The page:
Tuesday, March 31, 2015

Dear Great Book Guru, With the Passover and Easter holidays this weekend, I will be seeing friends and family and- as always- someone will ask “What have you read lately?” I would love to have a title to offer so my question is:  do you have something short and compelling that I could read over the next few  days?Looking for Something Short and But Definitely Not Sweet

Dear Looking…… I have just the book for you: ALL THE OLD KNIVES by Olen Steinhauer- a wonderful foray into the morally ambiguous world of the CIA.  Told from the perspectives of two agents- Henry and Celia- who had been stationed in Vienna six years before, this psychological thriller takes place almost entirely over one evening in an upscale Carmel restaurant.  The novel is in many ways reminiscent of Herman Koch's "The Dinner” with its elaborate descriptions of food and wine and the inevitable unraveling of the diners’ psyches. In alternating chapters, the two former lovers recount the events leading up to a tragically botched rescue attempt at a Viennese airport in which 120 passengers were killed. New intelligence points to a CIA mole who- in all likelihood- is either Celia or Henry.   The outcome of their dinner tonight  will be swift, annihilating justice.  While tension builds throughout and there are clues aplenty, the ending is nevertheless shocking, and we find ourselves caught up in a disturbing moral quandary. Highly recommended! 

Tuesday, March 24, 2015

Dear Great Book Guru,   Last weekend I had the most wonderful time at a ceilidh here in Sea Cliff. I know- you are asking: what is a ceilidh? Well, it is a night of Irish songs, poems and prose, going back to ancient times in Ireland.  Joe Hughes, a Sea Cliff musician of much renown, performed with a crowd of   enthusiastic fans accompanying him. The poetry of William Butler Yeats was featured prominently and literary talk filled the air. Over desserts and port, one of the party goers mentioned a novel set in present day Ireland about a Roman Catholic priest dealing with a crisis of conscience. Are you familiar with it? Fan of the Ceilidh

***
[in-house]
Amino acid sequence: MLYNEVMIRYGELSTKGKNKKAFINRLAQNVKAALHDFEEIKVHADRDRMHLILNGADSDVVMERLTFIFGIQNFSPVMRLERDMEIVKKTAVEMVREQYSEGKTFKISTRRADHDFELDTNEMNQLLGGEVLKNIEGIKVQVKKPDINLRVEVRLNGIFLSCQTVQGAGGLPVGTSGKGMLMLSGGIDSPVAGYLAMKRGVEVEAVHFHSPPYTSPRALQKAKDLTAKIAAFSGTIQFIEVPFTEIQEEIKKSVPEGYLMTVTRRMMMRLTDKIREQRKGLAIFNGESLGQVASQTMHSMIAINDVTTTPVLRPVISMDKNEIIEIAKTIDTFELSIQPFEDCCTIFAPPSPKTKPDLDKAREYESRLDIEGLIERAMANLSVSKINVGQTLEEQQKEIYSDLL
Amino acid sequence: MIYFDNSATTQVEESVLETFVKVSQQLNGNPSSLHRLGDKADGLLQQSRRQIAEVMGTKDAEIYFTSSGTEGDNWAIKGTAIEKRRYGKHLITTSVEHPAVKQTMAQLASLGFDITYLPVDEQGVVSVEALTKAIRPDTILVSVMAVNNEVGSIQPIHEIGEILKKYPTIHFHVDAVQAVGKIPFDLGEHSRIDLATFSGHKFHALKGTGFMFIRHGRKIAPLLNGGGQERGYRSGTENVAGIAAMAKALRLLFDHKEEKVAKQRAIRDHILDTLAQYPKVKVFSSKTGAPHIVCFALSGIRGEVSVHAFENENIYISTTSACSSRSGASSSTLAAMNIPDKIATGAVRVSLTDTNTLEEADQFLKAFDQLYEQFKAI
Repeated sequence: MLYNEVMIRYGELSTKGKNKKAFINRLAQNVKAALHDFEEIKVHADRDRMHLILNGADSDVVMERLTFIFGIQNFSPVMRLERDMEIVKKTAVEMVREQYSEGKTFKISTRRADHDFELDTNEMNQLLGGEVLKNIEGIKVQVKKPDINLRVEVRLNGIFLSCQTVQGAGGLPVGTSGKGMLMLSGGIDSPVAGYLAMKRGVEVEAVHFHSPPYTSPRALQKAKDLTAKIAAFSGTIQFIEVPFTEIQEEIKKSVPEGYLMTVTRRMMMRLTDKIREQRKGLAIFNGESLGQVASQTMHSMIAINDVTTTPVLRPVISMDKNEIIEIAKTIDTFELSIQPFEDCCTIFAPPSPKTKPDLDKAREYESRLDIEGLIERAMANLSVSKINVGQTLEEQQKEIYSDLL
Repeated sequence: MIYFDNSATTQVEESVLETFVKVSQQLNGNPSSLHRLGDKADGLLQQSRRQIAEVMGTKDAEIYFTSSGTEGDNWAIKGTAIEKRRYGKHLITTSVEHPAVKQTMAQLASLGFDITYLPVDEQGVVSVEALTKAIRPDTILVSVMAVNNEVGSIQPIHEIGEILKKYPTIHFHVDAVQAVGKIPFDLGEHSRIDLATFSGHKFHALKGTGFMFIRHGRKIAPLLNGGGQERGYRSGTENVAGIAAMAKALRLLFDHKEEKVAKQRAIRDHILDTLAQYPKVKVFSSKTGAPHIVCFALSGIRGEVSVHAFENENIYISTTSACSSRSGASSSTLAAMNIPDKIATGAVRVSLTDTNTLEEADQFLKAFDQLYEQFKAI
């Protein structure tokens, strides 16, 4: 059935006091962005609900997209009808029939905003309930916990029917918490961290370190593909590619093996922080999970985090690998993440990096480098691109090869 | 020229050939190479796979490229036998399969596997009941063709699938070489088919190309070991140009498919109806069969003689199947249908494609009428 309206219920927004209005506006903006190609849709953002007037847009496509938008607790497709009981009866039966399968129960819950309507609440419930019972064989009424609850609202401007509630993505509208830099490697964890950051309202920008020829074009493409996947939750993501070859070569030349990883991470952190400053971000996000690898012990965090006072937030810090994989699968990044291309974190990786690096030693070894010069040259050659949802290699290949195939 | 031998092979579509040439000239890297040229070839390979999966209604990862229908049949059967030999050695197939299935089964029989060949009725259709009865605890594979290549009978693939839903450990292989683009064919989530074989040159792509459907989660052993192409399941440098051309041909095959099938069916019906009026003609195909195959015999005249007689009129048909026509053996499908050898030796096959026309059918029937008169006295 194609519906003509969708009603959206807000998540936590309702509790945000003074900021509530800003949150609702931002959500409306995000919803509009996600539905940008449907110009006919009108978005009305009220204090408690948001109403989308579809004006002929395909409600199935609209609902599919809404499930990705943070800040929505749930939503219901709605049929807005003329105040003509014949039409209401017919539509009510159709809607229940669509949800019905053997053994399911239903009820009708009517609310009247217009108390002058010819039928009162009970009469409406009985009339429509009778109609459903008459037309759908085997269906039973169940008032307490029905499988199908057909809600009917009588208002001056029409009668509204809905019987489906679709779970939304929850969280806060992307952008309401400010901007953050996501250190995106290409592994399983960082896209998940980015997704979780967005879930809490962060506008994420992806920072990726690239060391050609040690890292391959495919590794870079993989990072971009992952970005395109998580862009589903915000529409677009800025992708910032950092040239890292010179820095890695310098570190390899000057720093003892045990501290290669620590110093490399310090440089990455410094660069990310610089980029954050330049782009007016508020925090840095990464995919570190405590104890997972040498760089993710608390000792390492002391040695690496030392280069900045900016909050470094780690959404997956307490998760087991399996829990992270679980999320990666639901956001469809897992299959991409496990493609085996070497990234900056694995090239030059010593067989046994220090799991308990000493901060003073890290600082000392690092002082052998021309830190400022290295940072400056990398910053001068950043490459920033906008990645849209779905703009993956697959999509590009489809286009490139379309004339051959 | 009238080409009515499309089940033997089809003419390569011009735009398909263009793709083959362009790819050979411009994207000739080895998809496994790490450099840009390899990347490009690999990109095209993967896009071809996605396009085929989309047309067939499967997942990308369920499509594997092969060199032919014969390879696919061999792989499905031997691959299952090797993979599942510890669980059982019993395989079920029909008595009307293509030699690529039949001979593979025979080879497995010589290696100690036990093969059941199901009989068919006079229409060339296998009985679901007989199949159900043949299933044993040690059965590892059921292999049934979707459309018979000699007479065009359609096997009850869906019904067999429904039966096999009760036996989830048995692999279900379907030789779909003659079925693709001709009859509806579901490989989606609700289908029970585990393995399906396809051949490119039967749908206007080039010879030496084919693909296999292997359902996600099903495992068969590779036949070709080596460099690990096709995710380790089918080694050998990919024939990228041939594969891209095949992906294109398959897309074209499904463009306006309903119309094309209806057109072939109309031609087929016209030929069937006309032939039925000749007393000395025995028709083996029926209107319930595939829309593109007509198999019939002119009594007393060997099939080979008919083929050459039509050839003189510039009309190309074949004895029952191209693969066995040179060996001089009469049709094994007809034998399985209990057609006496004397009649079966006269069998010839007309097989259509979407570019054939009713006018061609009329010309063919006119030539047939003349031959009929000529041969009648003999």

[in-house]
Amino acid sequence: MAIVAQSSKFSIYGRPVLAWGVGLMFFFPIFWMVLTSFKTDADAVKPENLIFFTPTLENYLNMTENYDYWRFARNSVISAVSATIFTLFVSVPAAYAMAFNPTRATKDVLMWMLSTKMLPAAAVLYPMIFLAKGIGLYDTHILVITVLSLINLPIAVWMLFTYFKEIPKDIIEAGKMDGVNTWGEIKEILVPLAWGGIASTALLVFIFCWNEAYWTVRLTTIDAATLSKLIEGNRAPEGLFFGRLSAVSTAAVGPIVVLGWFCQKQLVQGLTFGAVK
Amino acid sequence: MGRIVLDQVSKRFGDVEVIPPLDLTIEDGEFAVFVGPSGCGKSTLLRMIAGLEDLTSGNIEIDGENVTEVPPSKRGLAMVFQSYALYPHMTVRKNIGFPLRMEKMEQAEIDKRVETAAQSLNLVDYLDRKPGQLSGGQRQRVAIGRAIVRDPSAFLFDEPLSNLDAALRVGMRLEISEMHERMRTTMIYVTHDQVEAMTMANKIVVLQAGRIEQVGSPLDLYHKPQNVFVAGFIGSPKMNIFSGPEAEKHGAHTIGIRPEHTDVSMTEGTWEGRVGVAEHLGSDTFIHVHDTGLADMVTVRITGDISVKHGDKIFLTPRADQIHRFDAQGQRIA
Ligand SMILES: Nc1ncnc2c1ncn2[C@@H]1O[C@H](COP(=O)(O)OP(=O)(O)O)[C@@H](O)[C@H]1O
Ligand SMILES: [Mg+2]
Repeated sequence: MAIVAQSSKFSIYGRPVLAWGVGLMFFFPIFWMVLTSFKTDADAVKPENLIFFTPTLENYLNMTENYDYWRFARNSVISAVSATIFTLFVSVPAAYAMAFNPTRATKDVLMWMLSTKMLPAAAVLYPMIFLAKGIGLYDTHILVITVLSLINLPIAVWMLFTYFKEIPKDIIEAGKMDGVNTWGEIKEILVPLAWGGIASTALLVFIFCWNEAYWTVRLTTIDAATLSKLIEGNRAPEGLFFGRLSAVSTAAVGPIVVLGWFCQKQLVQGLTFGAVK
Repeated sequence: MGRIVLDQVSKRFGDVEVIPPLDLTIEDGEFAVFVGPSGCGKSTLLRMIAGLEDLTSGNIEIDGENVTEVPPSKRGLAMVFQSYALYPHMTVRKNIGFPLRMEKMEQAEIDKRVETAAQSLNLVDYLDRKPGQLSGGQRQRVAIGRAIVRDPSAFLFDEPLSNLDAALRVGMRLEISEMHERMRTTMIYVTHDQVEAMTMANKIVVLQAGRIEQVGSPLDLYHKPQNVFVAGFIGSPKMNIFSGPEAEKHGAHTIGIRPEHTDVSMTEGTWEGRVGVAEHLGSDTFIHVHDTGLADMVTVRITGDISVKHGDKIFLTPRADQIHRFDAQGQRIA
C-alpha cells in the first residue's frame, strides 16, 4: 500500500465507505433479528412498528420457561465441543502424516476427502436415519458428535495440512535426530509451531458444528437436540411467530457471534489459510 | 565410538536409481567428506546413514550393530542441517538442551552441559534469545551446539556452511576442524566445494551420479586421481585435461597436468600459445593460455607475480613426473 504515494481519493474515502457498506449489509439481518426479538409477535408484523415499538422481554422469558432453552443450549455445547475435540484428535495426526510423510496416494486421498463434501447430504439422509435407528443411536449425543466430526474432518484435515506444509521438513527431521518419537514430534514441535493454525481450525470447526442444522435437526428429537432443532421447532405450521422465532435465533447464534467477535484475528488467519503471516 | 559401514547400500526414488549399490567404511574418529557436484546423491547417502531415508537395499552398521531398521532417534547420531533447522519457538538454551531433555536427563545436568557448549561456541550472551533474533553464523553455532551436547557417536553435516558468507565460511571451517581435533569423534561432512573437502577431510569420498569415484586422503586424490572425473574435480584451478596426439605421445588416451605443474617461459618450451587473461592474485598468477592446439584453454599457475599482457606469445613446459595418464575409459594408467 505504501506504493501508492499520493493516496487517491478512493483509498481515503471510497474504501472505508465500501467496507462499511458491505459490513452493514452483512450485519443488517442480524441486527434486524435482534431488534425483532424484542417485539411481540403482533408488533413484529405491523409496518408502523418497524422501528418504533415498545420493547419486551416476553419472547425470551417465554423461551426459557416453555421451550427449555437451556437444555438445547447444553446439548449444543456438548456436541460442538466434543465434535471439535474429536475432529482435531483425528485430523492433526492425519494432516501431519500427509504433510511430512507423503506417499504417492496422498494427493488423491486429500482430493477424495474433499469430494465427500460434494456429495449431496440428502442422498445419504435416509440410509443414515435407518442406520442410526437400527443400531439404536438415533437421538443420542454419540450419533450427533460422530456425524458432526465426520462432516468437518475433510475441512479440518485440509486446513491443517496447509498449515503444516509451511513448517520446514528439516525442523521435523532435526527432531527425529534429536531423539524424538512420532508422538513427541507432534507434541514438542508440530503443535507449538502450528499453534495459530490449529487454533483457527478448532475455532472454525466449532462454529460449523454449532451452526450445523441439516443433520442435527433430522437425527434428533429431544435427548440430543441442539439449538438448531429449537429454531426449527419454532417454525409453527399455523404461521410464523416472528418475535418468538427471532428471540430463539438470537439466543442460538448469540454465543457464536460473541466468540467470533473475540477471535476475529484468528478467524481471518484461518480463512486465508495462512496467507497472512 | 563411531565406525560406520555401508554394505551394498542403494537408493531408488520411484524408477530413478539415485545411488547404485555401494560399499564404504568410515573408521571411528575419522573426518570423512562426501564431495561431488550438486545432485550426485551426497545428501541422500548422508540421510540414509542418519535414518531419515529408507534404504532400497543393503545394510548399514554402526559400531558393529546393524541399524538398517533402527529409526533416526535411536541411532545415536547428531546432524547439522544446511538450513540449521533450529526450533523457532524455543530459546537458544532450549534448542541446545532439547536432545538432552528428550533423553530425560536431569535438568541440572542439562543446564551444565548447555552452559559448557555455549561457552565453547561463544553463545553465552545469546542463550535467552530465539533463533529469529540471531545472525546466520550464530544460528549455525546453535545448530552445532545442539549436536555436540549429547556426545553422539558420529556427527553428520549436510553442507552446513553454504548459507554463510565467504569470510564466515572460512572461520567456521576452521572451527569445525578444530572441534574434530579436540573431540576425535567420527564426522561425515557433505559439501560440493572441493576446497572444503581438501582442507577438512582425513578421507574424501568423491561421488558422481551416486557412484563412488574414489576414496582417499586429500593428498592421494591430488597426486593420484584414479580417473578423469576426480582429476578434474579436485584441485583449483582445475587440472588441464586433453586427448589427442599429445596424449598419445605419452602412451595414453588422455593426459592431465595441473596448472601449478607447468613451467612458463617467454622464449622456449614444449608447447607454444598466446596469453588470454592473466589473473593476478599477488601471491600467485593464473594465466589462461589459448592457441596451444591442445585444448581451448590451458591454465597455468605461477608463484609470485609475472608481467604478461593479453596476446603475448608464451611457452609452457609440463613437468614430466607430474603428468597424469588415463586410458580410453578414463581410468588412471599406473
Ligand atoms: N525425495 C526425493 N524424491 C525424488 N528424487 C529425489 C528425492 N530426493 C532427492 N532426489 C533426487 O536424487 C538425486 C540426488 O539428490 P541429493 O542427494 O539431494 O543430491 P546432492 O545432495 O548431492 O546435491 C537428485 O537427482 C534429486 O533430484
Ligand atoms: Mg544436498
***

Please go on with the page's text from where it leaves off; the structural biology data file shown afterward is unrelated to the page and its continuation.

Dear Fan of the Ceilidh,  I have attended many a ceilidh and they are always great fun. HISTORY OF LONELINESS by John Boyne is a hauntingly beautiful book about Father Odran Yates, a good man who finds himself questioning choices he has made over the years. When his father and young brother died under mysterious circumstances, his mother became obsessively devout and convinced teenaged Odran to enter the seminary.   Now forty years later, he wonders how he might have lived his life differently.  The narrative shifts in and out of the decades and we see how the corrupting forces of politics and greed bring down even a very good man.  Recommended!

Wednesday, March 18, 2015

Dear Great Book Guru,  A friend of mine told me about a Long Island-wide book discussion.  I am very interested in participating. Do you know how I can go about this? A  Long Island Read Hopeful